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M4/3 to Leica

Robert Campbell

Well-known member
Didn't you get to play with bluestone crystals at school? And yes, doesn't it do something against some sort of vine rot? Or was it potato rot?

BTW, what's a Canon 500D -- close-up lens attachment?
 

jonoslack

Active member
Didn't you get to play with bluestone crystals at school?
Yes - Copper Sulphate, but they weren't called 'bluestone crystals' in my day!


And yes, doesn't it do something against some sort of vine rot? Or was it potato rot?
Phylloxera - killed off half the french wine industry in the 19th century.

http://en.wikipedia.org/wiki/Bordeaux_mixture


Bordeaux mixture (copper sulphate and hydrated lime) was used for that (and for other fungus infections like Phytophthera infestans (the potato blight).

Sometimes you can find lovely blue deposits on brick walls where it was mixed/poured/spilt.

Incidentally, I would like to state at this point that I managed to pluck the species 'Phytophthera infestans' straight out of the raddled remains of my brain, without recourse to any google based aid.
:clap::clap::clap::clap:

BTW, what's a Canon 500D -- close-up lens attachment?
Yes - that's the one!
 

Robert Campbell

Well-known member
Jono, your erudition is quite amazing :salute:; and to think I imagined that the closest you got to Bordeaux - whether mixed or not - was drinking it.
 

Robert Campbell

Well-known member
Your mention of copper sulphate in Bordeaux mixture, and its use against potato blight reminds me that I visisted Strokestown House earlier in the year. It's the home of the National Famine Museum.
http://www.strokestownpark.ie/museum.html
One of the exhibits says that the use copper sulphate -- I think alone -- was suggested in the early phases of the Irish Potato Famine in the mid 1840s. The idea was turned down. The population of Ireland is still less today than in 1841.
 
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Vivek

Guest
This one was shot under FL light in a post office. 50/0.95, again at 0.95.
Focused on the rim of the glasses of the man.

 
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Vivek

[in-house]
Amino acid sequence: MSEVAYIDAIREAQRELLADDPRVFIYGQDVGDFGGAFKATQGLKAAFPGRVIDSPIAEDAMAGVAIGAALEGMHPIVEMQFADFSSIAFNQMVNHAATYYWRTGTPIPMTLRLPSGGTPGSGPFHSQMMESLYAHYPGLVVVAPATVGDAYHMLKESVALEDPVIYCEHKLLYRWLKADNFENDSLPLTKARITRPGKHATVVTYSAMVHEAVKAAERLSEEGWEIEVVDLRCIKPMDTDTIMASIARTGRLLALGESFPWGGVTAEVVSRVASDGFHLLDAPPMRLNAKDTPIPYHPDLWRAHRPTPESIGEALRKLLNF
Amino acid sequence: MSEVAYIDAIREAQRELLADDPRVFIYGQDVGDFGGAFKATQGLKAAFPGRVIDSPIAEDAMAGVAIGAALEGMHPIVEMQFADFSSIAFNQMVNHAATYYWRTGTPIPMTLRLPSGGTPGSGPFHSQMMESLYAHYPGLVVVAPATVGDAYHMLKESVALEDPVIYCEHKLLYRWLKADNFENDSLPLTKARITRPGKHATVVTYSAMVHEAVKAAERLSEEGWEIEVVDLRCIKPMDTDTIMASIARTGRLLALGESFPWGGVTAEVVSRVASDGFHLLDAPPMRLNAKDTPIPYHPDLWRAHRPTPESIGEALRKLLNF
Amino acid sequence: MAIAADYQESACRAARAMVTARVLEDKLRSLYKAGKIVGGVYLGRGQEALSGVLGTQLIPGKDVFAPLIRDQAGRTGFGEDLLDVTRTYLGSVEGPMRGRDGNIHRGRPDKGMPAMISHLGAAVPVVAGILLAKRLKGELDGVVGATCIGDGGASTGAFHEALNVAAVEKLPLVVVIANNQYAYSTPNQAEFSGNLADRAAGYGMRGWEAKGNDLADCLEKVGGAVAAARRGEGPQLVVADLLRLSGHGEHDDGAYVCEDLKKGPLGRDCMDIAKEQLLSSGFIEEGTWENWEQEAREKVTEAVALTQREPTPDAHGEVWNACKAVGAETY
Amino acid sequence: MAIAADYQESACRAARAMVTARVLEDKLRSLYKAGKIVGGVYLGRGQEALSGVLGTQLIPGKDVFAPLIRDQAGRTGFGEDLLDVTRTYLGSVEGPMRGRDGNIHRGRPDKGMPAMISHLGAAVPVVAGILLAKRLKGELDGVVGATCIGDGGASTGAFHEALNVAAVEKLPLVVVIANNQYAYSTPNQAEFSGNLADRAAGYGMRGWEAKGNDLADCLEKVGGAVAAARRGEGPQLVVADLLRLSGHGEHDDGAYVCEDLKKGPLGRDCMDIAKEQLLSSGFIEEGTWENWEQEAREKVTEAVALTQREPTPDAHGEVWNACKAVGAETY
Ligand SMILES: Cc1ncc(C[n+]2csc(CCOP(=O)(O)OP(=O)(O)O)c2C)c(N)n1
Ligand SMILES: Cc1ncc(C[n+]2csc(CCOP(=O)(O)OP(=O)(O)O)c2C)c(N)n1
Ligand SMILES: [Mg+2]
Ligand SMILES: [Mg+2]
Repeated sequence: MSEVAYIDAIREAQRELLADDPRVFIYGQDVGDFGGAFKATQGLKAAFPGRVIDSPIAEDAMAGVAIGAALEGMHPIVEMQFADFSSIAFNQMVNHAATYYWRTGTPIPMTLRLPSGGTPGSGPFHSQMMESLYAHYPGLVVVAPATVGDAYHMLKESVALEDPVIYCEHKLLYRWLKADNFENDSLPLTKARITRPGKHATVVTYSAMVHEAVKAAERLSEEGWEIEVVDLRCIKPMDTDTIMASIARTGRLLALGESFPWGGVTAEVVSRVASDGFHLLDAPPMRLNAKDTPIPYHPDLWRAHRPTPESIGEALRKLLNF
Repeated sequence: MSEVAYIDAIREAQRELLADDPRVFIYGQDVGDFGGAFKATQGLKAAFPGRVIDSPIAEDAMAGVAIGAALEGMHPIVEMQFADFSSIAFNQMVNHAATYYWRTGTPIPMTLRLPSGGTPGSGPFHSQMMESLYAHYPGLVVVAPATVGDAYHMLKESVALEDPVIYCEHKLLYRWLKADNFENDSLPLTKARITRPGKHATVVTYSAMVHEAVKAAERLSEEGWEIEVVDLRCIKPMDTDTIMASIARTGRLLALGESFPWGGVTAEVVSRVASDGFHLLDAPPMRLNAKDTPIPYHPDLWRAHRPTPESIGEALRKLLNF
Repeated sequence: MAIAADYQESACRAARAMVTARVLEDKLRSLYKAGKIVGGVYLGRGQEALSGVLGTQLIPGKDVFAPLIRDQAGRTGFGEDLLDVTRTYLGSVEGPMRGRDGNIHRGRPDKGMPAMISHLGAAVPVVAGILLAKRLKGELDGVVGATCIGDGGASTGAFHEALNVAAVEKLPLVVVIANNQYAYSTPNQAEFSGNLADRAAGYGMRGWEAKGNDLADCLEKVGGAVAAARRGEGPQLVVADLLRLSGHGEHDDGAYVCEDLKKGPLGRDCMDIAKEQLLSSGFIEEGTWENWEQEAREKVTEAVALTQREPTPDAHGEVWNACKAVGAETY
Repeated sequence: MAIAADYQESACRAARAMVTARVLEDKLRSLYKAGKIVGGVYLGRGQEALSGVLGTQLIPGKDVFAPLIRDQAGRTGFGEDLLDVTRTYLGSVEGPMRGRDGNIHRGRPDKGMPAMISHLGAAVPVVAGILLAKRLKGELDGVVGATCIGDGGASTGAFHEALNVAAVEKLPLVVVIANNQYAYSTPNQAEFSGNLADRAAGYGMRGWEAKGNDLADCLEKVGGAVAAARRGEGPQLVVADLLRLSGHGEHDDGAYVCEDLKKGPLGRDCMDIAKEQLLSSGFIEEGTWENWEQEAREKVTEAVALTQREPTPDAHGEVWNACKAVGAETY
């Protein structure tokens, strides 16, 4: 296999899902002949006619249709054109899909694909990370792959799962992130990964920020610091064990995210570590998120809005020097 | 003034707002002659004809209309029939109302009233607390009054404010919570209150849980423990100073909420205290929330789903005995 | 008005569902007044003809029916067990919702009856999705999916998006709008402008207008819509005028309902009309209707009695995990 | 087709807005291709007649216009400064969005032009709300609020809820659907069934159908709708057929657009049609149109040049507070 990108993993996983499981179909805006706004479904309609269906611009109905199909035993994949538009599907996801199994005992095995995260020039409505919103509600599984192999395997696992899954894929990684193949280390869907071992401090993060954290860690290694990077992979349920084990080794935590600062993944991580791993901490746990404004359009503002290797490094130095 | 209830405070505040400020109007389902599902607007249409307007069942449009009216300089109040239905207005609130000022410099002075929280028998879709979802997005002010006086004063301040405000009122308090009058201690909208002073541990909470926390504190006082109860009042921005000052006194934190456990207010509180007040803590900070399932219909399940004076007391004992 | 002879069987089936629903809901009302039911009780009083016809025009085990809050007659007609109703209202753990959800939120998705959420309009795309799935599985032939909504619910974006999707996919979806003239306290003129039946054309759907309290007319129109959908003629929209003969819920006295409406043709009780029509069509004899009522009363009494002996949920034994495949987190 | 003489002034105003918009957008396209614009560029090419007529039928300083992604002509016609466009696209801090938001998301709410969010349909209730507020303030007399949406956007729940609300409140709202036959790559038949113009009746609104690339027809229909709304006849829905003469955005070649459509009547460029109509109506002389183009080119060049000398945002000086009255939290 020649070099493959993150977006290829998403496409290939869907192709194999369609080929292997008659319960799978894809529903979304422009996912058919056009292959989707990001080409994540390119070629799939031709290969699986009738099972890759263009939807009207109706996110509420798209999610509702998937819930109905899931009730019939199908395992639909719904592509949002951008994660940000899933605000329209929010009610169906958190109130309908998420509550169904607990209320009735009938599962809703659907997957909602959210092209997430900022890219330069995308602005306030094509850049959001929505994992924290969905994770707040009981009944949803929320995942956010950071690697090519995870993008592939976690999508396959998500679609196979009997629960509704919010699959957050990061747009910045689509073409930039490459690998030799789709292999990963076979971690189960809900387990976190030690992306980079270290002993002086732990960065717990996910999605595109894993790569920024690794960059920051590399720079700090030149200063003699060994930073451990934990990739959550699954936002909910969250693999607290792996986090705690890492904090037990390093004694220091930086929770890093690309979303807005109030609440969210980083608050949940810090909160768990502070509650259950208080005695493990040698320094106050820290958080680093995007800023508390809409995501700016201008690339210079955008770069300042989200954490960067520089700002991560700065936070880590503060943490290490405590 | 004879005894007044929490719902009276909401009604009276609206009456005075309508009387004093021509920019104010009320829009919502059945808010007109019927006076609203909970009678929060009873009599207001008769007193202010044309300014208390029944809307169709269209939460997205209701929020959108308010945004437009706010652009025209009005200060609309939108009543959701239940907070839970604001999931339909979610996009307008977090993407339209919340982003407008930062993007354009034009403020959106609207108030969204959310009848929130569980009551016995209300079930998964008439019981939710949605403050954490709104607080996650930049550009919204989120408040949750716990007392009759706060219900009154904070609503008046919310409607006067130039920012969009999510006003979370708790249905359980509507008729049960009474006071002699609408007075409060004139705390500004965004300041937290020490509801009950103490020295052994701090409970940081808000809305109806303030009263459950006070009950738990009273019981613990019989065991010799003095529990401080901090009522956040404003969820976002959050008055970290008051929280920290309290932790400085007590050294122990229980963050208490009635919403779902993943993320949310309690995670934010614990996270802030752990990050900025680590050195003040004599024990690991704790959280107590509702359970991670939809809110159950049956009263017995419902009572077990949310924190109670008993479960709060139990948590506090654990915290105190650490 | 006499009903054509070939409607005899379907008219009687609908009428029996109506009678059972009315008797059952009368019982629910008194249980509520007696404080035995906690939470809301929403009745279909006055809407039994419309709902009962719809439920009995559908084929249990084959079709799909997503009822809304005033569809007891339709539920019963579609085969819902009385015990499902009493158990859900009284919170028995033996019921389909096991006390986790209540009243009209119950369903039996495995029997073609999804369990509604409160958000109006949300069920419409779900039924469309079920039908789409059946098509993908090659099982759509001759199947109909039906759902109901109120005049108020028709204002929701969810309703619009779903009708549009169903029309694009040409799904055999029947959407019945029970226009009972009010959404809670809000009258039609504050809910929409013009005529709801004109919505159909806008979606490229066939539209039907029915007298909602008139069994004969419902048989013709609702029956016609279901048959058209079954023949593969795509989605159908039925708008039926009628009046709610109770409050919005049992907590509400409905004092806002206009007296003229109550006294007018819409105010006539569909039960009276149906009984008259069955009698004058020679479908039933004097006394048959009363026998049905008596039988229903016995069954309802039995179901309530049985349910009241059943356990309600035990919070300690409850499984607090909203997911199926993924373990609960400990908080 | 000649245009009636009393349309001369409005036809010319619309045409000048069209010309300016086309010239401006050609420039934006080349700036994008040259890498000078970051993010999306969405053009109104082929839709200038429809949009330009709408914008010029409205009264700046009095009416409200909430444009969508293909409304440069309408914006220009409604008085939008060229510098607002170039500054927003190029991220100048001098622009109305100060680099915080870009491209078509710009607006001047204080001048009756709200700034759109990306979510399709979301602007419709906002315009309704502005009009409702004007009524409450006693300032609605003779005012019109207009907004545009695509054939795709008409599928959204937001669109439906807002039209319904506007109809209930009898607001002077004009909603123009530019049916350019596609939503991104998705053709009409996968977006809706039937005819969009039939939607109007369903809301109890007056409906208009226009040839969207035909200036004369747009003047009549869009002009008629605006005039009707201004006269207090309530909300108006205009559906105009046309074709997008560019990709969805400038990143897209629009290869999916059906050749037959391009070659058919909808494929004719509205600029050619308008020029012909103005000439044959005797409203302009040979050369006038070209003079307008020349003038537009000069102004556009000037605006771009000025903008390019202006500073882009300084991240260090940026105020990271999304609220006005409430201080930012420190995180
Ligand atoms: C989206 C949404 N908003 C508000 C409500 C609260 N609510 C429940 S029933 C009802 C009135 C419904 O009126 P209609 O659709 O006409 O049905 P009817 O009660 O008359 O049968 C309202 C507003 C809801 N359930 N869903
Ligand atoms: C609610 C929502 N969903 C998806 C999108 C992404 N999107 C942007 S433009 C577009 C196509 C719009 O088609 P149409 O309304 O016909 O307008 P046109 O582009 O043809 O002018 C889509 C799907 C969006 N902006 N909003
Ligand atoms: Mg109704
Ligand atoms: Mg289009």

Guest
Couple more.. ('Cron40/2). Extremely light weight and low profile set-up.

f/2.8



f/2

 

scho

Well-known member
Vivek, Very impressive images. Are you still street shooting with the waist level approach?

Regards,
Carl
 
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Vivek

Guest
Carl, That is the way to use this camera (at least for me) and I am very delighted that I can do waist level shooting.:)

Since I opened the thread with a picture of the CV15 lens, here is a shot (I still have to get used to this lens with this crop) though it. f/4.5 focused on one of the red berries on the pie on the left. This camera actually allows one to see OOF regions projected by this lens (because one can actually focus it). I will see if I can figure out soon how to use this lens effectively to show that.

 

scho

Well-known member
Carl, That is the way to use this camera (at least for me) and I am very delighted that I can do waist level shooting.:)

Since I opened the thread with a picture of the CV15 lens, here is a shot (I still have to get used to this lens with this crop) though it. f/4.5 focused on one of the red berries on the pie on the left. This camera actually allows one to see OOF regions projected by this lens (because one can actually focus it). I will see if I can figure out soon how to use this lens effectively to show that.